Southern France Loves India - Again
Thousands Sample Hindu Culture and Spirituality
It could become one of history's sweeter ironies if "Mr. West," erstwhile proud conqueror of India, turned out to be conquered by her instead! This time, of course, it would be a conquest of the heart, he having been won over by her constant and generous sharing of her precious and timeless wisdom. It could happen. Or is it happening already? Among those Western places where many hearts are open toward India, France must certainly be listed. In the twin towns of Arles and Tarascon for instance. Southern Frenchmen, having appreciated a Festival of India several years earlier, treated themselves to a rerun. From October 3rd to 7th, 1992, several thousand participated in Festival #2, and an estimated 20,000 watched it on TV.
It was a grand success. Not in a splashy or spectacular way, but in the way that it was conceived - as a humble attempt to create for the enjoyment of local folk some of the ambiance and experience of India. And, with very simple means, some creativity and humor, it worked. When HINDUISM TODAY asked Pascal Rouillard, the organizer, why he so visibly included that most risky subject, the sacred cow, in the festival, he answered, "To provide some light-heartedness, and show that humor is a part of Hinduism. And this puja for the cow is such a loving and pure thing. Who could fail to see that? I think people were sensitive to it."
There were dance and music performances, films, lectures, displays and demonstrations. But the emphasis was on experience. Visitors were encouraged to wear Hindu clothing, enjoy vegetarian food and participate in a variety of workshops ranging from yoga and meditation to cuisine and ayurveda, attend daily pujas, and especially to join Divali festivities culminating in a torchlight procession. What most impressed Rouillard was the spiritual atmosphere these activities generated, "It was palpable, and for many, the best part of the festival," he said. "It wasn't planned. It was a dose of magic which just happened."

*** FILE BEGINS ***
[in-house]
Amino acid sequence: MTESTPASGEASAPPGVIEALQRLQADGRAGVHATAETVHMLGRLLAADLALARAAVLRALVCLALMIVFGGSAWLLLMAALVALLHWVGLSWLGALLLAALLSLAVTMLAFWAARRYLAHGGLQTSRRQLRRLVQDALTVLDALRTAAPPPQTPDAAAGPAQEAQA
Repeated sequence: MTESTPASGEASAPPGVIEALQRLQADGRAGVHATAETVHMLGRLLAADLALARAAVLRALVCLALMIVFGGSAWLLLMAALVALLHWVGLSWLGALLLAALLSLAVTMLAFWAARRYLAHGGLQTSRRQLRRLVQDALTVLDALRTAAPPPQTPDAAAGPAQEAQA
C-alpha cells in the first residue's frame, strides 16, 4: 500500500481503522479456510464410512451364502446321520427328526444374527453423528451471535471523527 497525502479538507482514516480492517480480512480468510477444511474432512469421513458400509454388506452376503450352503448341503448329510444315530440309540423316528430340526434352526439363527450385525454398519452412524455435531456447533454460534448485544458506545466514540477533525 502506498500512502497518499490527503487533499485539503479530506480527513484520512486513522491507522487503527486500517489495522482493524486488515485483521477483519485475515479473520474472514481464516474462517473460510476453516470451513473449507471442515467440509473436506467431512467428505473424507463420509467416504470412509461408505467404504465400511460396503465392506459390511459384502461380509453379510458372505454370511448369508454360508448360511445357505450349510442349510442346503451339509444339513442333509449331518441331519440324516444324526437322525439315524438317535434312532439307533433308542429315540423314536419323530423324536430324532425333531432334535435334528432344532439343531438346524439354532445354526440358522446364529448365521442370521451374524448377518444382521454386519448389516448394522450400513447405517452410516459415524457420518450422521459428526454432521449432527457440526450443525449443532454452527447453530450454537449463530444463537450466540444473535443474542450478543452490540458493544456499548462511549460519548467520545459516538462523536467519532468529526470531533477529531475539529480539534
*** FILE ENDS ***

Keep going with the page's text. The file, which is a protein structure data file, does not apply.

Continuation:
Rouillard was introduced to Hinduism 25 years ago by his high school friend who was from Bengal. When he went to India, he was captured for life. He has since returned five times and been initiated by his guru, Bhakti Vaibhav Aranya Maharaj, a sannyasi of the Chaintanya lineage. Hindu religion and culture are now his life's work. He has established Franco-Indian societies, set up centers in India for pilgrims and cultural explorers from the West. He organizes several cultural/religious tours to India each year.
Interest in things Hindu has been developing in France from the first contacts on the Malabar coast four centuries ago. And men of letters such as Romain Roland, Ren[?] Gu[?]non and Alain Dani[?]lou have sung the praises of the Vedic heritage ever since. In Pondicherry, where the French foothold lasted until 1947, French scholars still maintain the famed Institute d'Indologie, which carries on significant research on, and publication of, the all-important Saiva Agamas.
Article copyright Himalayan Academy.
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